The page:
ANSI KIF, CGs, & Ontologiessowa@west.poly.edu (John F. Sowa)
Date: Sun, 5 Nov 1995 13:36:13 +0500
From: firstname.lastname@example.org (John F. Sowa)
To: email@example.com, firstname.lastname@example.org, email@example.com, firstname.lastname@example.org
Subject: ANSI KIF, CGs, & Ontologies
Cc: email@example.com, firstname.lastname@example.org, spillers@VNET.IBM.COM
The fall meeting of the ANSI X3T2 committee on Information Interchange and
Interpretation was held at Stanford from October 24 to 27. Mike Genesereth
and John Sowa reported on their progress on writing and editing the draft
proposed standards for the Knowledge Interchange Format (KIF) and conceptual
graphs (CGs). The committee also worked on editing and commenting on the
draft for the ISO Conceptual Schema Modeling Facilities (CSMF). But an
interesting new development was a proposal by Bob Spillers from IBM, who
would like to organize a consortium of commercial and academic groups to
develop a framework for registering and coordinating ontologies.
Everyone agrees that it is probably impossible to get a single standard
ontology that everyone could agree upon. But one of the major goals of the
knowledge sharing effort is to establish a framework that can facilitate
the exchange and sharing of ontologies by groups that can come to some sort
of agreement. But that goal raises many more questions than anyone has
so far been able to answer satsifactorily:
1. How can we support commercial groups that need standards for ontologies
without impeding the innovations and free exploration needed for research?
2. Commercial groups have been developing very detailed ontologies for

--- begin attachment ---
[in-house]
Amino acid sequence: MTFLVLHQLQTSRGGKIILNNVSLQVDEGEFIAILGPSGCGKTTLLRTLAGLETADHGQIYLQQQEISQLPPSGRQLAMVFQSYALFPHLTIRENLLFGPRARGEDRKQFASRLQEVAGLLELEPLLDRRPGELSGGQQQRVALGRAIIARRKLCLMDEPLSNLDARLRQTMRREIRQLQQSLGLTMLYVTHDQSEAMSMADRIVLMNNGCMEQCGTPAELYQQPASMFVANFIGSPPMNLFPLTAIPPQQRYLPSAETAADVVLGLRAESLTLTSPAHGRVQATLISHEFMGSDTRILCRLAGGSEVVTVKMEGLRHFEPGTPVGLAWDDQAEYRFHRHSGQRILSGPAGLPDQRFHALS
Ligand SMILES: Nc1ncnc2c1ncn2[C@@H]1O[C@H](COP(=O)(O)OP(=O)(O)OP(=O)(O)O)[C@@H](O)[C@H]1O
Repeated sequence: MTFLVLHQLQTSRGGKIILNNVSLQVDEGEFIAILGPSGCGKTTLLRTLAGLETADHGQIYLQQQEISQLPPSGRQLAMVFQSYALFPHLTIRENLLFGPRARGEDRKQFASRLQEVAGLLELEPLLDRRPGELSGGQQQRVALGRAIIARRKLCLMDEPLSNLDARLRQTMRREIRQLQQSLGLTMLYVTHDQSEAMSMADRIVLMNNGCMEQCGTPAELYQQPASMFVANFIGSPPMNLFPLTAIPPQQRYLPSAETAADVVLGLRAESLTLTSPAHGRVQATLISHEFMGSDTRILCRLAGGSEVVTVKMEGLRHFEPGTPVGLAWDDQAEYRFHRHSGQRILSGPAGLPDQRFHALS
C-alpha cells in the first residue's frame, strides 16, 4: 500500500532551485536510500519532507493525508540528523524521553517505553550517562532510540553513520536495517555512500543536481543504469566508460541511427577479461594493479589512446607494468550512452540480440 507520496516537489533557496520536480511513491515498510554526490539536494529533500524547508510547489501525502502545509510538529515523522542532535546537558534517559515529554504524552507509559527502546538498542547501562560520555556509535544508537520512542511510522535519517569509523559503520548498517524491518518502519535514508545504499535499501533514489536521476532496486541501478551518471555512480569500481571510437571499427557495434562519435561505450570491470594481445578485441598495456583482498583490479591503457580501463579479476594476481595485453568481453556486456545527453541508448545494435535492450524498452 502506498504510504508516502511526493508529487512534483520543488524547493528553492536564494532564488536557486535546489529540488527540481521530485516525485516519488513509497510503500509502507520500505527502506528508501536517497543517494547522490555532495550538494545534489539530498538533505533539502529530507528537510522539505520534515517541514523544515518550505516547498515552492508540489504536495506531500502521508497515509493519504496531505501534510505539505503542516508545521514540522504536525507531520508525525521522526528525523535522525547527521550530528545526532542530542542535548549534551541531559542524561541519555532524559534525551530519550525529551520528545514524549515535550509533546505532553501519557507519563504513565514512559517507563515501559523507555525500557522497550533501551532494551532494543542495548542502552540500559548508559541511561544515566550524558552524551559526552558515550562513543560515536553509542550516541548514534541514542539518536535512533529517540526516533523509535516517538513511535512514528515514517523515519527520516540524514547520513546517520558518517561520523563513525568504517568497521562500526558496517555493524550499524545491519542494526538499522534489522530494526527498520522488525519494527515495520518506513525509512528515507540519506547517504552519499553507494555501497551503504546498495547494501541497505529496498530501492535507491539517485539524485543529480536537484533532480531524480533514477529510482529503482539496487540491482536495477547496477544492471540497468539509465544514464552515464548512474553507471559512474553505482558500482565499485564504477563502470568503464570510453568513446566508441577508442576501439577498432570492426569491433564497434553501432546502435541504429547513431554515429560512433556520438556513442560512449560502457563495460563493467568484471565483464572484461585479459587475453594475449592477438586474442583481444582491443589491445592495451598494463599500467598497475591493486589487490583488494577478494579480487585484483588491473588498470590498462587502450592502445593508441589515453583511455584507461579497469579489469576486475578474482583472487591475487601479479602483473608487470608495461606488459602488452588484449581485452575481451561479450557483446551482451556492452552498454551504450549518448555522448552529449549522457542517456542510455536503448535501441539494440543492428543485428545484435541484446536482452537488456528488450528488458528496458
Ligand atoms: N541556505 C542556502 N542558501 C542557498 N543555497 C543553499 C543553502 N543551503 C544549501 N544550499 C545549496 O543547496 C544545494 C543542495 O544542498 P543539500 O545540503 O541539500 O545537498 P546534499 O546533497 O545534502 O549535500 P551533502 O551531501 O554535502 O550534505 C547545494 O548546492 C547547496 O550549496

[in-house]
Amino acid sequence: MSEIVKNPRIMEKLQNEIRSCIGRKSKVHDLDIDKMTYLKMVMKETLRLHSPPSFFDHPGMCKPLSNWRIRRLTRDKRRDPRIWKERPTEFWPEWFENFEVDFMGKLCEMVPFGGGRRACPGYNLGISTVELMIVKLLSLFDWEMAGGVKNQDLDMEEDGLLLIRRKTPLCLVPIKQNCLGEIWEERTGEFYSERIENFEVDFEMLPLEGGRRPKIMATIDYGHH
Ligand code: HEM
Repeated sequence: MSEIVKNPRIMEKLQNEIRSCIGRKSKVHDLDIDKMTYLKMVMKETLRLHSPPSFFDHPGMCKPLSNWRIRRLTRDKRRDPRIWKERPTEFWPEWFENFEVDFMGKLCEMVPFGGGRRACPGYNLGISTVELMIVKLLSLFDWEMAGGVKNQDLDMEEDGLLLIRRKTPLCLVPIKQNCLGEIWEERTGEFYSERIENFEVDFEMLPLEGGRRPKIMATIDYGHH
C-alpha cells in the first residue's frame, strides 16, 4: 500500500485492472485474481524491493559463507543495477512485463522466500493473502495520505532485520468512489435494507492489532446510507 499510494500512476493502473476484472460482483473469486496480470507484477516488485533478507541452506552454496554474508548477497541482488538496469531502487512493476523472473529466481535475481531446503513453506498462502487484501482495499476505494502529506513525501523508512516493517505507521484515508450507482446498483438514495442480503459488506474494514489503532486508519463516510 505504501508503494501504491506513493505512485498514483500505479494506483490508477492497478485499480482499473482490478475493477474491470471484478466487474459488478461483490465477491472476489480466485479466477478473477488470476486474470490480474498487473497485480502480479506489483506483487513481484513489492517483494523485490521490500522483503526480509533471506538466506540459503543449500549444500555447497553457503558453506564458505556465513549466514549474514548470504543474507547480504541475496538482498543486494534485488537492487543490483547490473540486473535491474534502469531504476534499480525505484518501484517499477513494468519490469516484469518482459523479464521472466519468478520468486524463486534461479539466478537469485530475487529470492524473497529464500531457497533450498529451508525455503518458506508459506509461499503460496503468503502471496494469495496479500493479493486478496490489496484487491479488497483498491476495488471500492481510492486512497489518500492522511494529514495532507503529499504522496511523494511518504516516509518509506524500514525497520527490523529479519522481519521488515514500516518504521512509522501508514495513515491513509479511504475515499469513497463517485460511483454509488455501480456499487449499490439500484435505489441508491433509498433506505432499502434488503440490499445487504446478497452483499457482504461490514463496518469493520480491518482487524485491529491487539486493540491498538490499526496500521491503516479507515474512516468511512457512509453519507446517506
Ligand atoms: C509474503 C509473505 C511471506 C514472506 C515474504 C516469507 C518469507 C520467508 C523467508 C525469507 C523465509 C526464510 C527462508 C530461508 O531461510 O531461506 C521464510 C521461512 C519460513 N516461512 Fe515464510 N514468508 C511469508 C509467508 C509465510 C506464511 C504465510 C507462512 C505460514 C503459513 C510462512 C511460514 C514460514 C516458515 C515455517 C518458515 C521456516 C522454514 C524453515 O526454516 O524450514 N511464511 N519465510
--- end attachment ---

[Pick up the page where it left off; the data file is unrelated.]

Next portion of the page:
specialized domains such as medicine, law, engineering, library
classifications, etc. Funding is available from various sources to work
on the details, but there is little or no funding for working on the upper
levels, which are necessary to form the bridges and fill in the gaps of
the more detailed ontologies. Is it possible to coordinate the independent
efforts in order to develop a gneral framework that would be maintained
by a neutral organization such as ANSI or ISO?
3. For natural language processing, the WordNet hierarchy of about 60.000
words, which was developed by George Miller's group at Princeton, has
become the most widely used ontology because the price is right: free.
Yet free for research and academic uses does not always imply free for
commerical use. It would be important to have such ontologies maintained
by a recognized standards organization, such as ANSI, for which the
legal issues have been resolved.
4. The issue of natural language raises a question about the differences
between the lexicons and ontologies currently used in NLP projects vs.
the ontologies used for knowledge-based systems. The NL ontologies,
such as WordNet, tend to be very large, but with very few constraints
other than the subtype or subsumption relation between concepts. The
ontologies used for detailed reasoning in knowledge-based systems tend
to be much smaller, but with a much greater amount of detailed knowledge
(i.e. axioms, constraints, definitions, defaults, etc.). An exception is
Cyc, which is both broad and detailed, but even the Cyc developers found